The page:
Biography

 

I am a postdoc at Syracuse University in the Department of Earth Sciences. I consider myself a multidisciplinary scientist whose research spans the fields of structural geology, tectonophysics, and volcanology.  

 
 
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Tectonics

My research focuses on active and extinct extensional plate boundary environments such as Iceland and the eastern North American continental rift system. In these terranes, I employ quantitative techniques such as paleostress inversion and kinematic analysis, in addition to traditional structural mapping, to understand tectonic evolution at a rift-wide scale. In the global context, my goal is to contribute to the understanding of the Wilson cycle from the onset of supercontinental rifting to mature seafloor spreading.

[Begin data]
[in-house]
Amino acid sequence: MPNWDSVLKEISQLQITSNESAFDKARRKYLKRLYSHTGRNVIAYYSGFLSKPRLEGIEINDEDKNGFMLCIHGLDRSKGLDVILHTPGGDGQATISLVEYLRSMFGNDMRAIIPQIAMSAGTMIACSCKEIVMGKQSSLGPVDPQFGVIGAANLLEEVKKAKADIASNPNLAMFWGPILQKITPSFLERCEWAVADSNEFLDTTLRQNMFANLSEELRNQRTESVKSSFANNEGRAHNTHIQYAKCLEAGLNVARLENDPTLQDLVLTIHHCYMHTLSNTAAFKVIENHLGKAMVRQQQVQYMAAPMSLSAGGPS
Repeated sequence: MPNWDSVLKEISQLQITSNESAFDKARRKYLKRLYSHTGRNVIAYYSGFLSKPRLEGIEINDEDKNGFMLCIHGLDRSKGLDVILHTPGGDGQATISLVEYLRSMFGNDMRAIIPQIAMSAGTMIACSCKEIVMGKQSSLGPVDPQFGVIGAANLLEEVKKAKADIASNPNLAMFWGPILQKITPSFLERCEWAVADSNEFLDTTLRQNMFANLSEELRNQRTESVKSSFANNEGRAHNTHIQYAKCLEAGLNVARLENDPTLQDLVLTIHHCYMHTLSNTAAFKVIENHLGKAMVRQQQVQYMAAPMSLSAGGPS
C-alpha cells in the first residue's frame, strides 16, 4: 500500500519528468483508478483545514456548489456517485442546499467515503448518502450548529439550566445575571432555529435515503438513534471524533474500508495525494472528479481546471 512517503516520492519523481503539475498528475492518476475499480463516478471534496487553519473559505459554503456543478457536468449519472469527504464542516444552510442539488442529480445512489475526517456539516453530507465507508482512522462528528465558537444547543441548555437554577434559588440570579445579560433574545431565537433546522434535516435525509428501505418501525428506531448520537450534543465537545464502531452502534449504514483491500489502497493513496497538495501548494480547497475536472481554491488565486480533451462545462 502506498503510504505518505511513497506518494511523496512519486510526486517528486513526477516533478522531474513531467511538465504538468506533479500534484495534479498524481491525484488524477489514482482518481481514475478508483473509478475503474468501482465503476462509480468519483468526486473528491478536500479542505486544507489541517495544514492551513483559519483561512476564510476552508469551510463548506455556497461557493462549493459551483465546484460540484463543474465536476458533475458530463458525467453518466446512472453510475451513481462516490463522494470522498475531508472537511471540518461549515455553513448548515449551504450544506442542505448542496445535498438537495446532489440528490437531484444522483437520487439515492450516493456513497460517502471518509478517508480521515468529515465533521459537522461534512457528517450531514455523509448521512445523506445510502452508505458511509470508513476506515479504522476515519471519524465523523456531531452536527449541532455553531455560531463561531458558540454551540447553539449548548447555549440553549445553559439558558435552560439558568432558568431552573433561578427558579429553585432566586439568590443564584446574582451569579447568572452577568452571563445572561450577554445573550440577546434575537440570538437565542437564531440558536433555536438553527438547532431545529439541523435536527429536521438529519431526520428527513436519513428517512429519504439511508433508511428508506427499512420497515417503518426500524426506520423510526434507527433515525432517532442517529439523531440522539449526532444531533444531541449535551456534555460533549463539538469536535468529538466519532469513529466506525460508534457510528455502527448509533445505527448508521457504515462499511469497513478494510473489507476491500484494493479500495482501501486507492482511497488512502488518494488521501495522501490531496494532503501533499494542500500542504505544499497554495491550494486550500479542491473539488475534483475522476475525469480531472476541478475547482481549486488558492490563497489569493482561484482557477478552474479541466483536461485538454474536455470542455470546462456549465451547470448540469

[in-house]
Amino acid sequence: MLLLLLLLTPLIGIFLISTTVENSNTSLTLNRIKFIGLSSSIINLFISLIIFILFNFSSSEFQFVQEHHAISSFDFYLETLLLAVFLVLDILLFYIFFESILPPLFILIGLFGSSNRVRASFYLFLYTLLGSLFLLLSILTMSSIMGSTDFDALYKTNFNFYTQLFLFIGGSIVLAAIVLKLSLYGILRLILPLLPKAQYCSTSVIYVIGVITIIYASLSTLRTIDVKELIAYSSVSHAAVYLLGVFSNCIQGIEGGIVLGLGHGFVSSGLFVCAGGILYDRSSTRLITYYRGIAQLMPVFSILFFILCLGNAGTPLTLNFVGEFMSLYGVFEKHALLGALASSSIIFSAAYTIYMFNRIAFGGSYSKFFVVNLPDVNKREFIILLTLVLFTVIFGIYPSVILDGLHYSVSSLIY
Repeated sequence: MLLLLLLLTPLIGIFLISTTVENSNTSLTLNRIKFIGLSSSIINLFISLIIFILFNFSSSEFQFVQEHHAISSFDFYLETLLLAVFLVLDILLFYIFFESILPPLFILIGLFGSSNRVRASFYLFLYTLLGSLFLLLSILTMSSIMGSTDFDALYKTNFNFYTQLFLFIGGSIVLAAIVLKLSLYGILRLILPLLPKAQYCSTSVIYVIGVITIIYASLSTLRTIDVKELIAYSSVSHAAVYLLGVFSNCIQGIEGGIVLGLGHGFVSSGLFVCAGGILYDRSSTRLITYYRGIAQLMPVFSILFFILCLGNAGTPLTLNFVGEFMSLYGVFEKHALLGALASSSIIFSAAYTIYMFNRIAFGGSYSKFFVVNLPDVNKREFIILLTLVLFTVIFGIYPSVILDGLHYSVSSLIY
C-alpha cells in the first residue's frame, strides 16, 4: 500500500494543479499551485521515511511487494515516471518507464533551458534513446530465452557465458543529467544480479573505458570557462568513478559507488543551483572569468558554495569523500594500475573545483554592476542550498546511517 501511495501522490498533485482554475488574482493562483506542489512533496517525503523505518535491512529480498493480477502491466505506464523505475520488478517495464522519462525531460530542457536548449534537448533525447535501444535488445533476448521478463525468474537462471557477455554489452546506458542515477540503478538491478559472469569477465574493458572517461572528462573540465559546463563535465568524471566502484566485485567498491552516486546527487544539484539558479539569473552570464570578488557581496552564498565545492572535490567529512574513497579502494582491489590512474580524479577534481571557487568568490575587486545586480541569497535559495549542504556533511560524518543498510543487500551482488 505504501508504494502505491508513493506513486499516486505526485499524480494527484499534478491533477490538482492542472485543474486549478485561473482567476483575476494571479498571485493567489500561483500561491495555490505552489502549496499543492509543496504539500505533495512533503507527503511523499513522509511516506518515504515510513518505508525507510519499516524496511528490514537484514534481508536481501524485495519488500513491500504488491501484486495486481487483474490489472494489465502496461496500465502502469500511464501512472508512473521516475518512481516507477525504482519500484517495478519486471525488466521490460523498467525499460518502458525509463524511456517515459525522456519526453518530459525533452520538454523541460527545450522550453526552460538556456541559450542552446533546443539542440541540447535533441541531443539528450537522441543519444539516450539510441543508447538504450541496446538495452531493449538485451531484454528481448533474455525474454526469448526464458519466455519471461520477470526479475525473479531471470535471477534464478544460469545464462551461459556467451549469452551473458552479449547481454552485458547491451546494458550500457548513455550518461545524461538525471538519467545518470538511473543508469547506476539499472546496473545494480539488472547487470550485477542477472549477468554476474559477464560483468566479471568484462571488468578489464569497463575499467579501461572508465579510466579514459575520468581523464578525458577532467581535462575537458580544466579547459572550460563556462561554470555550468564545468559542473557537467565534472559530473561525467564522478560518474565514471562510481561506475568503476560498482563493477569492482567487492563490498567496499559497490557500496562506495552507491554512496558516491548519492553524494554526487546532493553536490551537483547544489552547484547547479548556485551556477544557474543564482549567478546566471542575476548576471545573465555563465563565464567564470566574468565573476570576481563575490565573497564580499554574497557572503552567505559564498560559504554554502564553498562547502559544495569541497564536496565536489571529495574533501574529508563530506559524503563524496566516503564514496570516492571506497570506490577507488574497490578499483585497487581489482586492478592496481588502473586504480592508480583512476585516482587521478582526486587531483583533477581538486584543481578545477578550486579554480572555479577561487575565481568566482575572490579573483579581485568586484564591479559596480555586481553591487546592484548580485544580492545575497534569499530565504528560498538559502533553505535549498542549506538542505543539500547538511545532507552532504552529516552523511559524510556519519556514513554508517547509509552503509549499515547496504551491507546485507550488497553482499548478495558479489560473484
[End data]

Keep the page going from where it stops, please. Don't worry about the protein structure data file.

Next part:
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Volcanology

I am also invested in experimental research related to the emplacement and rheology of basaltic lava flows. Through collaborations at the Syracuse Lava Project, I am working on building new models of active flow rheology. This integrates an array of techniques from 4D multispectral imaging to quantitative morphometrics. The goal of this research program is to generate new models of dynamic flow rheology, thus contributing to the fields of hazard forecasting and remote characterization of planetary lava flows.